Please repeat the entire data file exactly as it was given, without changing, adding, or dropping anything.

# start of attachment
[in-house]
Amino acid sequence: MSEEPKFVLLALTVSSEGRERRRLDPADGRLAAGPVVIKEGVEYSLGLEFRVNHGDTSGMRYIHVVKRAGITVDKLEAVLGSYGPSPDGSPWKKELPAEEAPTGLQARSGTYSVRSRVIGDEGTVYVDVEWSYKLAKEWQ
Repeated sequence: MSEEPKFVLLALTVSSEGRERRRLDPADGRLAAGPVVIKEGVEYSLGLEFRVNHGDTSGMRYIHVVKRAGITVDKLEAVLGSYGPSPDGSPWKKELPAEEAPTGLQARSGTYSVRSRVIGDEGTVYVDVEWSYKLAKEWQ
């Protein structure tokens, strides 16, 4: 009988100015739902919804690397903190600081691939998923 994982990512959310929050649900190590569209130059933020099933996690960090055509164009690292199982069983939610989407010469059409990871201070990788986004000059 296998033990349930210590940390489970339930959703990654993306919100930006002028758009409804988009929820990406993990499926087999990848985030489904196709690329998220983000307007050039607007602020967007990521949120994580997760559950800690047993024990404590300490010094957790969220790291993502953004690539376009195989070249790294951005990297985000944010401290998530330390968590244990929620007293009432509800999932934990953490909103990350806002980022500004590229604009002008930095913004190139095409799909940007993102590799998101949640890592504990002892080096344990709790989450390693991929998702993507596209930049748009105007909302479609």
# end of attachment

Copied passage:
[in-house]
Amino acid sequence: MSEEPKFVLLALTVSSEGRERRRLDPADGRLAAGPVVIKEGVEYSLGLEFRVNHGDTSGMRYIHVVKRAGITVDKLEAVLGSYGPSPDGSPWKKELPAEEAPTGLQARSGTYSVRSRVIGDEGTVYVDVEWSYKLAKEWQ
Repeated sequence: MSEEPKFVLLALTVSSEGRERRRLDPADGRLAAGPVVIKEGVEYSLGLEFRVNHGDTSGMRYIHVVKRAGITVDKLEAVLGSYGPSPDGSPWKKELPAEEAPTGLQARSGTYSVRSRVIGDEGTVYVDVEWSYKLAKEWQ
């Protein structure tokens, strides 16, 4: 009988100015739902919804690397903190600081691939998923 994982990512959310929050649900190590569209130059933020099933996690960090055509164009690292199982069983939610989407010469059409990871201070990788986004000059 296998033990349930210590940390489970339930959703990654993306919100930006002028758009409804988009929820990406993990499926087999990848985030489904196709690329998220983000307007050039607007602020967007990521949120994580997760559950800690047993024990404590300490010094957790969220790291993502953004690539376009195989070249790294951005990297985000944010401290998530330390968590244990929620007293009432509800999932934990953490909103990350806002980022500004590229604009002008930095913004190139095409799909940007993102590799998101949640890592504990002892080096344990709790989450390693991929998702993507596209930049748009105007909302479609």